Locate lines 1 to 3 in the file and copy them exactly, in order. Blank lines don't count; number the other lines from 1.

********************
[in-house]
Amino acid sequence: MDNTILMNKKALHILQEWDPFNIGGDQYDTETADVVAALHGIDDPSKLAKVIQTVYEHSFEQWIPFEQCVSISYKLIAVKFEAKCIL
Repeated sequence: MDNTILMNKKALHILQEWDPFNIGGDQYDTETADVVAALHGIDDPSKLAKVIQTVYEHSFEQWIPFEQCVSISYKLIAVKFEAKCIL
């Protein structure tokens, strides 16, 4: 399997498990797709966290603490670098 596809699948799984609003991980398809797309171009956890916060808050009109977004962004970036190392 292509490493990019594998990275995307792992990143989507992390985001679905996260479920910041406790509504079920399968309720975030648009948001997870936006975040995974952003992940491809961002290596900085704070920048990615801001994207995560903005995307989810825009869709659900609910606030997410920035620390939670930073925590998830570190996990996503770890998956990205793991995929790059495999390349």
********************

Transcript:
[in-house]
Amino acid sequence: MDNTILMNKKALHILQEWDPFNIGGDQYDTETADVVAALHGIDDPSKLAKVIQTVYEHSFEQWIPFEQCVSISYKLIAVKFEAKCIL
Repeated sequence: MDNTILMNKKALHILQEWDPFNIGGDQYDTETADVVAALHGIDDPSKLAKVIQTVYEHSFEQWIPFEQCVSISYKLIAVKFEAKCIL